Media litercy and information literacy: conceptual convergence into a composite notion of MIL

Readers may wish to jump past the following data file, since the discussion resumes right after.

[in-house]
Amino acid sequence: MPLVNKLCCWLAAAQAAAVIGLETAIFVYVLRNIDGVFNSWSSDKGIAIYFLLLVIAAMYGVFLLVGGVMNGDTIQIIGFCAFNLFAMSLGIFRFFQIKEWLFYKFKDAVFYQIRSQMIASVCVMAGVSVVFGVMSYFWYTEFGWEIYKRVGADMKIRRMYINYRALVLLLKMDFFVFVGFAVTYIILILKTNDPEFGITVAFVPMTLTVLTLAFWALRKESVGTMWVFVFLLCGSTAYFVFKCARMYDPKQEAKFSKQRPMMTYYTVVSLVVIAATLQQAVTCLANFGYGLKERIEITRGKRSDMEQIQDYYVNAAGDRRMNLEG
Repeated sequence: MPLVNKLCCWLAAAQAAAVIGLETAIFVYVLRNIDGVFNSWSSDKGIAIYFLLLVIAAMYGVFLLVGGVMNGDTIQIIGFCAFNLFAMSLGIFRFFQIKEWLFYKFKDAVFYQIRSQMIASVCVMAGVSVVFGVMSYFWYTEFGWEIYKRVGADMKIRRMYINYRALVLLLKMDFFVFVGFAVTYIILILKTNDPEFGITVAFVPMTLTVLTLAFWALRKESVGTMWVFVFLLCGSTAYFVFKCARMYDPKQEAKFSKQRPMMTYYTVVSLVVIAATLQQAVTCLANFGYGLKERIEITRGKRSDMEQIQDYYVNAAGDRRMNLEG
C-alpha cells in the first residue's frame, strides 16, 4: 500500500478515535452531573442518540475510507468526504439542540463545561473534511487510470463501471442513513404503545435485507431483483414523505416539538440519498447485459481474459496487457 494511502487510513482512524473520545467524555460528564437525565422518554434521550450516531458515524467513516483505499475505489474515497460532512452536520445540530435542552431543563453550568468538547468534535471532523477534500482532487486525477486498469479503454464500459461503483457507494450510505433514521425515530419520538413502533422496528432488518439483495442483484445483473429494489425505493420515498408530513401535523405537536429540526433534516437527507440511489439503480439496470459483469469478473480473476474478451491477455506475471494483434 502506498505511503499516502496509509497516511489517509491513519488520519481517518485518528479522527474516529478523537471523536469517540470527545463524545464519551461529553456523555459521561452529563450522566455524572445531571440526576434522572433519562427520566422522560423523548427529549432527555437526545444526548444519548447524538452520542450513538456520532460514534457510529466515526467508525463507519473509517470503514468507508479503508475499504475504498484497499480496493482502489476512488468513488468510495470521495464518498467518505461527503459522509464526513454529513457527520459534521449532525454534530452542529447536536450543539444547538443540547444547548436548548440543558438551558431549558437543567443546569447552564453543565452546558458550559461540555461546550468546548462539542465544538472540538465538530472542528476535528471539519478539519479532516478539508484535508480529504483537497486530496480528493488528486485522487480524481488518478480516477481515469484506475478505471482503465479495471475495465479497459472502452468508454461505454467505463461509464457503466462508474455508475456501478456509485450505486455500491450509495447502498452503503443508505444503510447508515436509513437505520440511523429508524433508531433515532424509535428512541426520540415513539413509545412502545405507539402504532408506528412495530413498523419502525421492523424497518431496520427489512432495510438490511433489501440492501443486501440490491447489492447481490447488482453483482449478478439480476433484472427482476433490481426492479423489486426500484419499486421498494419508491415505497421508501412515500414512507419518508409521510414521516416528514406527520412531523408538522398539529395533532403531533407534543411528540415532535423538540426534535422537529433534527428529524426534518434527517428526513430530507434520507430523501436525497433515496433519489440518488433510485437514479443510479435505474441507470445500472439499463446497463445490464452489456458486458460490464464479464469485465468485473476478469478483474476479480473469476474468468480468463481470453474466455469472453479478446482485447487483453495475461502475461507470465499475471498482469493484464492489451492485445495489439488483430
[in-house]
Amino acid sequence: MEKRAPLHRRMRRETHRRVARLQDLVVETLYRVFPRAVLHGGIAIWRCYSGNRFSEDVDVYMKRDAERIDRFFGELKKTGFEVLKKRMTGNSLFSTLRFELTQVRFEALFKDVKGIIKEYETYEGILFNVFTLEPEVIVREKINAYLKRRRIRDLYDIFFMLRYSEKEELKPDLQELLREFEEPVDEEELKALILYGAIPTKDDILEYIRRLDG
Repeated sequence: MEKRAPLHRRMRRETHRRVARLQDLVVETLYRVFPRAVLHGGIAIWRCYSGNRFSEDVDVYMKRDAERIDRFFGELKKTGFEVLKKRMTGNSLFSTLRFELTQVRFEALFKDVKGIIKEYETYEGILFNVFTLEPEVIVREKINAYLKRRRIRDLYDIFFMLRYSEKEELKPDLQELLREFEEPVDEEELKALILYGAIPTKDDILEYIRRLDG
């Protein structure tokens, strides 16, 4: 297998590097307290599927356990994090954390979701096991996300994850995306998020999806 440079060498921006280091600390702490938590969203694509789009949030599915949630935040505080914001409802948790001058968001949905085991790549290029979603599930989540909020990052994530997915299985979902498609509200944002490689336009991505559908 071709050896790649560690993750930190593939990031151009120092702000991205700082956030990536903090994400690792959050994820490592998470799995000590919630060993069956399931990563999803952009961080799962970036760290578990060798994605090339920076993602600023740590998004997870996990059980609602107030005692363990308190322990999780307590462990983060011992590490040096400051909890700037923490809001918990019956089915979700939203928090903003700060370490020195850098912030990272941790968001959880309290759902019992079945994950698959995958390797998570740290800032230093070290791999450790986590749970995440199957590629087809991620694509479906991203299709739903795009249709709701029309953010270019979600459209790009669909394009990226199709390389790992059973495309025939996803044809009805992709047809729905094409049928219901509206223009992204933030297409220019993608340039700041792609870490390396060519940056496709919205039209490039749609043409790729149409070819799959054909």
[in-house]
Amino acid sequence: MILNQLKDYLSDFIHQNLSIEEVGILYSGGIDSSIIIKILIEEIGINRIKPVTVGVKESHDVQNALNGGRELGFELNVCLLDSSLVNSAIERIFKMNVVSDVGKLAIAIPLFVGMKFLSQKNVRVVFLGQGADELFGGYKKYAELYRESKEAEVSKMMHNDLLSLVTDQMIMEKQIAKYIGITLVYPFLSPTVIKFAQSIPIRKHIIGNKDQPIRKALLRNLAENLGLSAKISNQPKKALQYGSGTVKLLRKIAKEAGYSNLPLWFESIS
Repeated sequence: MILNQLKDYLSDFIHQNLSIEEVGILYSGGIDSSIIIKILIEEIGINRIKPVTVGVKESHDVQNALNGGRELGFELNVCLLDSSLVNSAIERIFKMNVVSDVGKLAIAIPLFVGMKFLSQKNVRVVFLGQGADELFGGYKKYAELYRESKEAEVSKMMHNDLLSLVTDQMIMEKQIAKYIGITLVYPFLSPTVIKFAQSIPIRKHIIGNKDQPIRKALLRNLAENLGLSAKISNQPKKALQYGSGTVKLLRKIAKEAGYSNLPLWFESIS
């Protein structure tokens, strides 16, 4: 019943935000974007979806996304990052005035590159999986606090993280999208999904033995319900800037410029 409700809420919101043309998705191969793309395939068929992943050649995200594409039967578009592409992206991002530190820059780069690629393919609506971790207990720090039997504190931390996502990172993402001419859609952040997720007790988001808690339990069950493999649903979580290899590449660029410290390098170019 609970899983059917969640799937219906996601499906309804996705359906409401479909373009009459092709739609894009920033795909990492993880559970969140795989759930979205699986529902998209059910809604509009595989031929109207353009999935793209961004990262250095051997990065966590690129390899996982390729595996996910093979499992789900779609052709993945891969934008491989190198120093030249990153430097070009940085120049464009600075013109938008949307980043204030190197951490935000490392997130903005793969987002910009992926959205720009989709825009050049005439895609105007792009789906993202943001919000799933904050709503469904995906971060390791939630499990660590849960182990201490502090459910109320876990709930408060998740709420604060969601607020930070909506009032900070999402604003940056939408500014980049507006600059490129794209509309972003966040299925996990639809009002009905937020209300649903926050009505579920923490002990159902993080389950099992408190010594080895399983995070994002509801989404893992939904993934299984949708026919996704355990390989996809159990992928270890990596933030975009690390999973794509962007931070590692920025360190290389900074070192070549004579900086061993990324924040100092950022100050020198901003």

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Researchers, educationalists, educational policy-makers, education technologists have been recently focusing much of their attention on what it means to be literate in a densely mediated society. Therefore, we have raised the following questions: what has the conception of literacy – just as a mere ability to encode / decode a text – developed into today? What aspects are considered to be most pertinent to literacy as a complex phenomenon in contemporary research? What is the rationale behind combining two concepts – information literacy and media literacy – into the complex notion of media and information literacy (MIL)? The method applied in this research is state-of-the-art review which addresses current matters in comparison with previous research. In this paper, we have drawn much on institutional definitions of media literacy and information literacy (those adopted by UNESCO and the European Commission). The conceptual frameworks of these entities have been considered along with academic research in the field of literacy. Skilfully filtering information and critically appraising its quality – in any kind of messages and in any type of media – is vital. Synthesizing overlapping types has proved to be useful because overarching composite concepts like media and information literacy well reflect the complex nature of mediated world and encompass the needed skills, knowledge and attitude towards various sources of information and information quality.
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